» John Wilson by Deborah Jowitt

John Wilson: dancer, choreographer, singer, piano player, composer, writer. Comedian. Born 1927, died 1992, at 64--a grandfather.

We met in a Los Angeles modern dance class. I was 16, he was 22 and a recent graduate of Pomona College. Both of us spent several summers acting and dancing at Perry-Mansfield in Steamboat Springs, Colorado. He sang, "Rocka My Soul," while I made an early and rickety appearance in a solo that was part of the repertory of Harriette Ann Gray's company until its demise in 1954. It was around then that John choreographed his outrageously absurd solo, Diary of a Fly.

Touring on the college circuit in three cars, we drove long distances without stopping for sleep. When I was John's keeper-awaker on a stretch between Seattle and LA (our relief team curled up on the back seat), he had me read him Dylan Thomas's Under Milkwood by map light, and we played word games until our brains fried. The rest of us scolded him for standing around reading favorite literary passages aloud, while we unloaded the lighting equipment from the trailer, but no one could stay mad at him. He was too intellectually stimulating, too sweet, too considerate, too honest. And funny! Doing accents, suddenly appearing in outlandish disguises!

John danced in Robert Joffrey's first little company (where he met his wife, Brunilda Ruiz), advised Joffrey about music, played the piano for classes, and unloosed his fine baritone in Joffrey's ballet, Le Bal Masqué. In the late 1950s and early1960s, we worked together in concerts he shared with Joyce Trisler, in a performance he and I shared at the 92nd Street Y (it got reviews I'd rather forget), in Valerie Bettis's Dancers Studio, in Jeff Duncan's new little loft performance space on 20th Street: Dance Theater Workshop.

His comedic sense was responsible for some riotous works, like his Poe-pourri (Edgar Allen Poe would have been startled out of this shroud), as well as for some very bad jokes. For no one but John would I have consented to appear onstage reclining naked from the waist up, facing away from the audience, while Kei Takei crossed the stage carrying a placard that read, "Aren't you glad to see her back?" But the man who could have you in stitches could also bring tears to your eyes--for instance by the way he sang Charles Ives songs while others danced his choreography. Wonderful music always brought tears to his eyes.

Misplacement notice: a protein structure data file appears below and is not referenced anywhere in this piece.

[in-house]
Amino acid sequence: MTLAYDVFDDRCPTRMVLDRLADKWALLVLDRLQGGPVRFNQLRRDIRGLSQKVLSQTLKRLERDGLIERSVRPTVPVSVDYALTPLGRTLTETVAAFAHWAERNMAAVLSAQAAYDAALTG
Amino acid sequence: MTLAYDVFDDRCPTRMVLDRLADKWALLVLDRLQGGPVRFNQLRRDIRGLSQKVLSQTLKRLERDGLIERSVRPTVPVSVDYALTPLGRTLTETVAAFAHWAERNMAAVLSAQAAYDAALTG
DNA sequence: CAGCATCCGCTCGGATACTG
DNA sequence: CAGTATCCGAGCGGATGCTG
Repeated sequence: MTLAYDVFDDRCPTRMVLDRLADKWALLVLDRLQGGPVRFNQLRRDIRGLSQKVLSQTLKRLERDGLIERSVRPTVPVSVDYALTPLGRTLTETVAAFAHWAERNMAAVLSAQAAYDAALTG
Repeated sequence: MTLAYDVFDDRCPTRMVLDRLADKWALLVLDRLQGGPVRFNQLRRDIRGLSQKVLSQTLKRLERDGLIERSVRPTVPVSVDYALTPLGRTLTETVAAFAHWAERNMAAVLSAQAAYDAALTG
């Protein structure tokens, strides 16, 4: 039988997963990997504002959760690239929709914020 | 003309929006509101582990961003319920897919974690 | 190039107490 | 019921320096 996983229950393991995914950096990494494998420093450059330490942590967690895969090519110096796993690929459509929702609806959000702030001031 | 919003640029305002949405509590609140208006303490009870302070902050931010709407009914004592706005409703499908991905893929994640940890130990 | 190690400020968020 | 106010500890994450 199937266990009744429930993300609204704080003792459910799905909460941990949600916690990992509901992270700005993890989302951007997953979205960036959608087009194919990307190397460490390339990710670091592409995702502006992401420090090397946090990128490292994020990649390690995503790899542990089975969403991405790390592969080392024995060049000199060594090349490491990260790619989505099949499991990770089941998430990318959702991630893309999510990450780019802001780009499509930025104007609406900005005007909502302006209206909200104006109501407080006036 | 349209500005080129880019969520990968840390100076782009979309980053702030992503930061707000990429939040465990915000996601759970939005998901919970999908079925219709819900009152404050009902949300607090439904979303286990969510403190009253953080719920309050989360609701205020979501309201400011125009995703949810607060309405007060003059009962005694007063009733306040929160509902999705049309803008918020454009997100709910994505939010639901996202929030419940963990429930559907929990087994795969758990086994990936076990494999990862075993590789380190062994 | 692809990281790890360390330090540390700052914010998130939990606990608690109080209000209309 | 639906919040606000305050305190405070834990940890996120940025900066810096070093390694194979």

John's talents were so many (oh, and he spoke very good French) that I often wonder what fame would have been his had he focused on just one (or maybe two) of them.

He came out as a gay man late in life. With gusto. A convert to Catholicism in college, he may have been struggling against his urges for some time. But his delayed emergence means that he had a longer life than many who were dying of AIDS around the same time. All who loved him can be grateful for the years he had to make us happier and wiser.

» John Henry by Margaret Jenkins


(John Henry danced with the Margaret Jenkins Dance Company from 1974-79; he left to pursue his own work as well as work with young people across the country; he died in 1996)

John was impossible, mercurial, fantastical in the stories told, full of truths and half-truths. I was told not to take John into the company—that he would disappear, not stick too contrary.

But, on the contrary—he gave generously, tenaciously, humorously, critically and warmly. While he was with MJDC he was FULLY present and all the contradictions that WERE John, informed the work and the working process.

His quick step, sharp energy, eager stare, and his constant demand for explanation, justification, were always followed by laughter and forgiveness, and these qualities I continue to miss.